There have been multiple reports recently concerning the impacts of the extended pandemic lockdowns on the computer industry in China. DigiTimes articles on this topic, bookending the weekend, appear to provide evidence that the laptop industry is under particular stress in April. According to industry insiders, laptop makers have a lot of worries about their own operations as well as over the wide range of components they rely on during production. However, a sudden and drastic downturn in the Chromebook market might help them make the most of sourcing supplies.
We last reported on the situation in Kunshan, China, three weeks ago, as a new spate of epidemic prevention measures in China is impacting laptop production. Kunshan is a town of particular importance to the laptop industry as Compal, Pegatron and Wistron have manufacturing facilities there. Reports from Shanghai tell a similar story, as ODMs Quanta Computer and Inventec have seen assembly operations disrupted since the city lockdown began on March 28.
The latest news from cities of importance to computer manufacturing in China is that there hasn’t been any relief. The lockdowns have been extended and remain stringent. If a factory is outside one of these lockdown or quarantine zones, it is lucky and might operate quite normally. However, some in or near affected areas have implemented “closed-loop” personnel policies to keep the productions lines rolling.
Computers and components makers that are still operating have intense worries about supplies. DigiTimes talked to an insider in the PCB industry, who said that their supplies haven’t been as steady as usual, with the nature of some of the chemicals meaning you can’t stockpile for certain inputs for more than a few days. Two important PCB makers, Career Technology and Unimicron Technology, halted production on Apr 21 and haven’t re-opened in the meantime.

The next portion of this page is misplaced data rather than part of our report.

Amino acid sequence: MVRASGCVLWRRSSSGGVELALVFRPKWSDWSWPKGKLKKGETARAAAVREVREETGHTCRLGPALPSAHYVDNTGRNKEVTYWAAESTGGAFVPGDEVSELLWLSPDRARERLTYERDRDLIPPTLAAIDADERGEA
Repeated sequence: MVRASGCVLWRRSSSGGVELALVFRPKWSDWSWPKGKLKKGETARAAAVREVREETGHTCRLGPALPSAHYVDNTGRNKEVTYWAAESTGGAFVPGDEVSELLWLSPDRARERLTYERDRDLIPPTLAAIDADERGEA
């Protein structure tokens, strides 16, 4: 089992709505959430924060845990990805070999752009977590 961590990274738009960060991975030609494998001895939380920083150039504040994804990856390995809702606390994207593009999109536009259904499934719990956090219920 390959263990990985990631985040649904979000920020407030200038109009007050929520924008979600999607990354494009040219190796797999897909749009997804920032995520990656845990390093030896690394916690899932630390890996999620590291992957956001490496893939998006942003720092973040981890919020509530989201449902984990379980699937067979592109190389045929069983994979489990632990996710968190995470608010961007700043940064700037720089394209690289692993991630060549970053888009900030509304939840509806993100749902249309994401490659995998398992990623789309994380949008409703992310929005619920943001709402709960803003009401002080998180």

Laptops will be typically assembled from over 1,000 sub-components, and it isn’t only the threat to PCB supplies that is putting them on edge. A separate report points to other key laptop component shortage risks. For example, Power Management ICs, wiring, and some chassis materials are reportedly scarce.
Outside of factory operational concerns, the transport of supplies is also affected by the lockdown policy in China. Trucks carrying products and part-works between locations have to undergo lengthy screening processes to ensure that the driver and cargo aren’t spreading the virus.
The whole process of manufacturing laptops is complex and different brands, and models made in one location might be affected by shortages of different individual components.
However, readers might be happy to know there is some relief on the demand side of the laptop industry. DigiTimes today reported that laptop makers have seen a drastic drop in Chromebook demand from educators. Moreover, the Russia – Ukraine war has reduced laptop demand in that localized part of the world. Finally, inflation and the rapid increase in essential energy costs have taken a big bite out of many consumers’ disposable incomes, moving laptops down the hierarchy of household purchases.
So far in 2022, laptop orders from big brands are down 10% due to the above-named demand reducing pressures. It is thought that things could slow further into summer, but at this time, industry insiders seem confident of a traditional holiday season demand surge and return to pre-pandemic business conditions and cycles from 2023.